The second category is what I call the curse of being in the software business. Smart people coming up with really clever and awful ways to get things done. Part of the reason is that end users never get to see the source code of most applications. They only see the pretty UI. So what happens? Developers have the freedom to use whatever to get the job done. And boy, do they abuse that freedom.Spend a few minutes perusing the C…

I like to attempt dangerous acts...

Every once in a while I come across this dialog in Visual Studio and the language used in the dialog text always bugs me:

If you can't see the image, the text is:
An editor or project is attempting to save a file that is modified in memory. Saving files during a build is dangerousand may result in incorrect build outputs in the future. Continue with save?I am not sure what a better word is but "dangerous" just bugs the heck out of me. I mean I understand software is important and all but dangerous? Really? What's the worst that can happen? You mess up the build and are forced to do a "clean" and "rebuild". Big deal. Generally, I don't think anything that can happen in Visual Studio (short of blowing up your computer) should be termed as "dangerous".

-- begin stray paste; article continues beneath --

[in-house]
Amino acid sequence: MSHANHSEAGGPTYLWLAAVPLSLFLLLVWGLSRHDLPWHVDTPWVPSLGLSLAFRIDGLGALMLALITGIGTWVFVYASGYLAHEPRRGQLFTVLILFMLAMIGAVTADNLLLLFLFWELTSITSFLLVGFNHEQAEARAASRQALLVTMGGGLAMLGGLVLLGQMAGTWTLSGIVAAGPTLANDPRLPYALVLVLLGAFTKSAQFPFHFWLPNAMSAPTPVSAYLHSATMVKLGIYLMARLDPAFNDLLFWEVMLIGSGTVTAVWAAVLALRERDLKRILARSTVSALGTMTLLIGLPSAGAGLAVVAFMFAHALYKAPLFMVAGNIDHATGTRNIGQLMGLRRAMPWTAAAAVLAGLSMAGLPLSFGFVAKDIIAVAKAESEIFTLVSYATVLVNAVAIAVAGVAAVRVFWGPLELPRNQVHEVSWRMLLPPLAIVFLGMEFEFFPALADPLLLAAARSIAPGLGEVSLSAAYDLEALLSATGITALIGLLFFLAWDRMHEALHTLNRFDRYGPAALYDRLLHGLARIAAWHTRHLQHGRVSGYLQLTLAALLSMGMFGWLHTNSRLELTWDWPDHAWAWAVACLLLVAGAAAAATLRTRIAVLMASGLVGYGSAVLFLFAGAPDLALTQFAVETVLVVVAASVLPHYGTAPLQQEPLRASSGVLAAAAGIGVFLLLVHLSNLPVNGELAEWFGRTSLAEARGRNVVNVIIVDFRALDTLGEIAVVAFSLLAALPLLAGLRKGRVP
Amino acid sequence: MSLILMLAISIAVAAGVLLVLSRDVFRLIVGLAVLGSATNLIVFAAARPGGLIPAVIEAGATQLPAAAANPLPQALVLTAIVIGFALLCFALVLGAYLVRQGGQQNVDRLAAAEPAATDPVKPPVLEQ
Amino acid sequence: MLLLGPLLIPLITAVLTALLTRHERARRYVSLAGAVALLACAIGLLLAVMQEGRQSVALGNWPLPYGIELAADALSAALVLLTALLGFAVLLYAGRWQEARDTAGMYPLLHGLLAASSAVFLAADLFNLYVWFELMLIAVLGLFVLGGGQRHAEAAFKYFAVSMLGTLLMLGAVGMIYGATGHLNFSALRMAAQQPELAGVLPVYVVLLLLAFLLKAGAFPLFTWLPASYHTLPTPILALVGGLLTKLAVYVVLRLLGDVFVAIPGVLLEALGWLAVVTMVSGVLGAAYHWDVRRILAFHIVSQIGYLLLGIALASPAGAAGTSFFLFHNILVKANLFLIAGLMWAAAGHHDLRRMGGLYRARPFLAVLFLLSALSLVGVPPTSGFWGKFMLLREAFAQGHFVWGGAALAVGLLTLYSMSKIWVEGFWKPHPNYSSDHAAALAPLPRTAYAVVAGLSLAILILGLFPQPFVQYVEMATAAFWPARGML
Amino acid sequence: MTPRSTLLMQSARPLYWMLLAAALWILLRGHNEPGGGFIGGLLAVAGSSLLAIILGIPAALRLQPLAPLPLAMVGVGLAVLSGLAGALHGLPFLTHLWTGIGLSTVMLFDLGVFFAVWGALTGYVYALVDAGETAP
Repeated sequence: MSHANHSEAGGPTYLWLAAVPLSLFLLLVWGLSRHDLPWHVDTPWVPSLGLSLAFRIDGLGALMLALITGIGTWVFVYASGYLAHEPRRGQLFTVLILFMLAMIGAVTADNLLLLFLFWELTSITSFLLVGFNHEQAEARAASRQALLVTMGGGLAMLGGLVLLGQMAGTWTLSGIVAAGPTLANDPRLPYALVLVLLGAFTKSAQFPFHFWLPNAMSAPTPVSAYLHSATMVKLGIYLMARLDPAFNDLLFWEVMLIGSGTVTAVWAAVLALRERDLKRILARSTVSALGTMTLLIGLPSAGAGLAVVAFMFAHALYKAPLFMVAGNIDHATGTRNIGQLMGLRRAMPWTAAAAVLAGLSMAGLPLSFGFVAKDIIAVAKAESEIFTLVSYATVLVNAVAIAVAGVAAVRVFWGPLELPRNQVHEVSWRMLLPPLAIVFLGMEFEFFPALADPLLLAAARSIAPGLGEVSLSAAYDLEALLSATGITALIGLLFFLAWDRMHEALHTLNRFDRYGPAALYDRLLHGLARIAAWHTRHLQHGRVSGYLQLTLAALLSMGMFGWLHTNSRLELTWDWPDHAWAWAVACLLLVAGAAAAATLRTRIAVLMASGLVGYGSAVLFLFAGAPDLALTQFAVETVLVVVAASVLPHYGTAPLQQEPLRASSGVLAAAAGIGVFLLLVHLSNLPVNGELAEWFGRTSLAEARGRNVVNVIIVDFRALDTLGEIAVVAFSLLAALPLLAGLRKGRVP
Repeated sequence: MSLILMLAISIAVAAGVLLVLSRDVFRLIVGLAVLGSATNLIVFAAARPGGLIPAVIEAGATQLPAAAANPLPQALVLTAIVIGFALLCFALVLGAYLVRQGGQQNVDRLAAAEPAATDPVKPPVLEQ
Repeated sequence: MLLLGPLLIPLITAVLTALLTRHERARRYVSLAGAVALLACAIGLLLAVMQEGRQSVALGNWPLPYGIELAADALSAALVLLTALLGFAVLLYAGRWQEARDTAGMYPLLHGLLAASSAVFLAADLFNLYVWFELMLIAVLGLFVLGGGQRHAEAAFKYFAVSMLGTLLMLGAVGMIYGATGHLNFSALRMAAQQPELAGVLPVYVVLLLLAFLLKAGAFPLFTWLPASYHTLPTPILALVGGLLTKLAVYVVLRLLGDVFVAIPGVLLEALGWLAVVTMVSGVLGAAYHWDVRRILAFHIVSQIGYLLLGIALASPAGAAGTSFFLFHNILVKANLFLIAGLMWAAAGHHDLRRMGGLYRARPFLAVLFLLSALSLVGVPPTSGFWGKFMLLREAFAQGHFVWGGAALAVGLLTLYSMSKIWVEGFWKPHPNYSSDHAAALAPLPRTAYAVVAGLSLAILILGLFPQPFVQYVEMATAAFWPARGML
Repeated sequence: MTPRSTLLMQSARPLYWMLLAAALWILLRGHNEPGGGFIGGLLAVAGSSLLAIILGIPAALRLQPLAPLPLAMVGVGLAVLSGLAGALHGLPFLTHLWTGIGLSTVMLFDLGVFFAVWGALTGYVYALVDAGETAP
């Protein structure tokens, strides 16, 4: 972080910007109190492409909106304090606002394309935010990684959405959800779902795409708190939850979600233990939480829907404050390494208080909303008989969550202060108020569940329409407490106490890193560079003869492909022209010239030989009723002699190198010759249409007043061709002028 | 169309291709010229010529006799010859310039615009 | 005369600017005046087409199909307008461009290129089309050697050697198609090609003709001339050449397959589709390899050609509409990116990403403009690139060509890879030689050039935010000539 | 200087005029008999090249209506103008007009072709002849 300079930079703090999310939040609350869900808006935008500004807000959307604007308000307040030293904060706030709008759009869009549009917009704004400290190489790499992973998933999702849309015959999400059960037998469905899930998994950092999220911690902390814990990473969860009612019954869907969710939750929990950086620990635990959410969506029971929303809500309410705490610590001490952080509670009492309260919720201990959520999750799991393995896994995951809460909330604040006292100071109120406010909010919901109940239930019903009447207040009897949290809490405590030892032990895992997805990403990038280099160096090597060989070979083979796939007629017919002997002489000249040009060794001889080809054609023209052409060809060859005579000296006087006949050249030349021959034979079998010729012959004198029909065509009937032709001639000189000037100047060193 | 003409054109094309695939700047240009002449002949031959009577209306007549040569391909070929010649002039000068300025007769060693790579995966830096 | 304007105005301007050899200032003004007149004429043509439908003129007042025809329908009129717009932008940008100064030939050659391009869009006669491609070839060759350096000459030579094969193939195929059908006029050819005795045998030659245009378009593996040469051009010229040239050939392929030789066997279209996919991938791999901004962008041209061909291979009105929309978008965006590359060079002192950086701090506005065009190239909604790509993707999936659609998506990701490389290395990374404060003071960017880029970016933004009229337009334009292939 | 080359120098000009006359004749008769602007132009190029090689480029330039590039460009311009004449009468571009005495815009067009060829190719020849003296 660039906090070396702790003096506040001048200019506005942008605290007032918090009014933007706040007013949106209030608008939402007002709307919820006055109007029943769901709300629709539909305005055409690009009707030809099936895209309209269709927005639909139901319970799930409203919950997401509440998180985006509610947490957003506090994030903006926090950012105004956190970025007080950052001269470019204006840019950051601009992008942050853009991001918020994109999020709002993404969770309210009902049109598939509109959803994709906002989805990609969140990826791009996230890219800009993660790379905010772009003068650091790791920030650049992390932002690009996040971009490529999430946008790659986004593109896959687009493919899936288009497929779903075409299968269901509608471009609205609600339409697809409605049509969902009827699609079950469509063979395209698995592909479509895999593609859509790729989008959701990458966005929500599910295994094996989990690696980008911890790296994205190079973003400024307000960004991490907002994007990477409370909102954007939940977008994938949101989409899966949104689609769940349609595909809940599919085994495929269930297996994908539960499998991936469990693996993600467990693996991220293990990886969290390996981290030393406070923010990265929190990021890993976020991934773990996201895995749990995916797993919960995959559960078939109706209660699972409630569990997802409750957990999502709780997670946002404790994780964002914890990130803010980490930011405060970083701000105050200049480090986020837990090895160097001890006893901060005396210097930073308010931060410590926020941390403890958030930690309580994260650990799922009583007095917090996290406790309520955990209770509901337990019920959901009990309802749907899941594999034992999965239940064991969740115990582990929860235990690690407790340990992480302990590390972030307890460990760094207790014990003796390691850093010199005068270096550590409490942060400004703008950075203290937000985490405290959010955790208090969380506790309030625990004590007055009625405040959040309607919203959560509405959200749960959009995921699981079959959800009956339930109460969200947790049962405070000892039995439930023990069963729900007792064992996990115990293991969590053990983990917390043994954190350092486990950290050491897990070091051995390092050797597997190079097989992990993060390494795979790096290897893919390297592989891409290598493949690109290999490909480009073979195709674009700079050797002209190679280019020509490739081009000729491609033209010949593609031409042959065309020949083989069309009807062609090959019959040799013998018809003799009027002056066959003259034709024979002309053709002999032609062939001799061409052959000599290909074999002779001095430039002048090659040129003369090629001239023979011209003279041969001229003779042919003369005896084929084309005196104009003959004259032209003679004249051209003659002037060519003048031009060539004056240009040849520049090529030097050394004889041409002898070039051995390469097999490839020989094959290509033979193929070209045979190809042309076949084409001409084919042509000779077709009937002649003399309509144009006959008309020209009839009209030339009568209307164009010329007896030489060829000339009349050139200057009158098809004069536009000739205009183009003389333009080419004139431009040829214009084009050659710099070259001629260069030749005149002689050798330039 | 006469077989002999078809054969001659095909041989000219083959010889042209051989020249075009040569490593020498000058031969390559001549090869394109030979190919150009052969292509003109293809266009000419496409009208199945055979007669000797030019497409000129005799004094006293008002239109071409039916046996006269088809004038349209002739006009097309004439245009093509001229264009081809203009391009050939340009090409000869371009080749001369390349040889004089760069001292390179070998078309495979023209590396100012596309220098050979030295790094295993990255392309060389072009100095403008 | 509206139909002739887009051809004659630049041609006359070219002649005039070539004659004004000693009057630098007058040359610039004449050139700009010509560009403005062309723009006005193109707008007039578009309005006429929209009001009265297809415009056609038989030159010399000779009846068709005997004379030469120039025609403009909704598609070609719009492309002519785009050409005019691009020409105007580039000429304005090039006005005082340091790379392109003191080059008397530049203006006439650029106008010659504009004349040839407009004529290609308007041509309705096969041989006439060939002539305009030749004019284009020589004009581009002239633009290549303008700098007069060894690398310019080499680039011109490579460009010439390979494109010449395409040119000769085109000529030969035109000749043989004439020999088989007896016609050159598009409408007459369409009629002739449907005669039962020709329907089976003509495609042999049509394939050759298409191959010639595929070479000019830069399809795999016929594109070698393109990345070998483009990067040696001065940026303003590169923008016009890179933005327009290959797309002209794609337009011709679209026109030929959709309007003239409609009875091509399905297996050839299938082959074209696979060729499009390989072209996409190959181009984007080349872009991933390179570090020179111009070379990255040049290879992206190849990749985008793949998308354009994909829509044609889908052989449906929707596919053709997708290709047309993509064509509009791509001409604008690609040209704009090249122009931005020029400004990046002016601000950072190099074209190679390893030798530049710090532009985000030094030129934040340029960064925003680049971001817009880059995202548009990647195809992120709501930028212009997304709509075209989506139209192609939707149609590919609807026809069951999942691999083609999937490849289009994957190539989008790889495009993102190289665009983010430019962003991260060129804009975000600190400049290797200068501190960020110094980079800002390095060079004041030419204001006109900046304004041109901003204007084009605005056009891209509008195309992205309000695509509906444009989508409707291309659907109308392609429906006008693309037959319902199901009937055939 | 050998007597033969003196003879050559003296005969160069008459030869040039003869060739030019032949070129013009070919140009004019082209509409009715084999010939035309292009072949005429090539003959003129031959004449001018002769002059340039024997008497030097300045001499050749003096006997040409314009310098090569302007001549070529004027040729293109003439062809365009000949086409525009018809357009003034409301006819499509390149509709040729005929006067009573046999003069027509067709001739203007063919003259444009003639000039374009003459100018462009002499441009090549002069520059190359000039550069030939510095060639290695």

Is Chrome intentionally trying to mess up web development?

A couple of weeks ago I posted about the weird behavior of Chrome's omnibox. Today, am posting about how Chrome's bungled a very simple feature of all web browsers. Since the very early days of the web, web browsers have always had an option for viewing the source code of the currently rendered page. Typically the menu is called "View Source" or something similar. You click it and you get the HTML source for the page you're looking at. Very simple, right? Well Chrome does it differently. In the spirit of complicating simple things, clicking on "View Source" in Chrome doesn't just give you the HTML of the current page. Oh no! It makes another request to the web server and shows you the HTML for that version. Yep. I am not sure how that's better than just showing the HTML of the already rendered page but that's what Chrome does. So in addition to using the omnibox to complicate web development, the "View Source" option makes a trivia…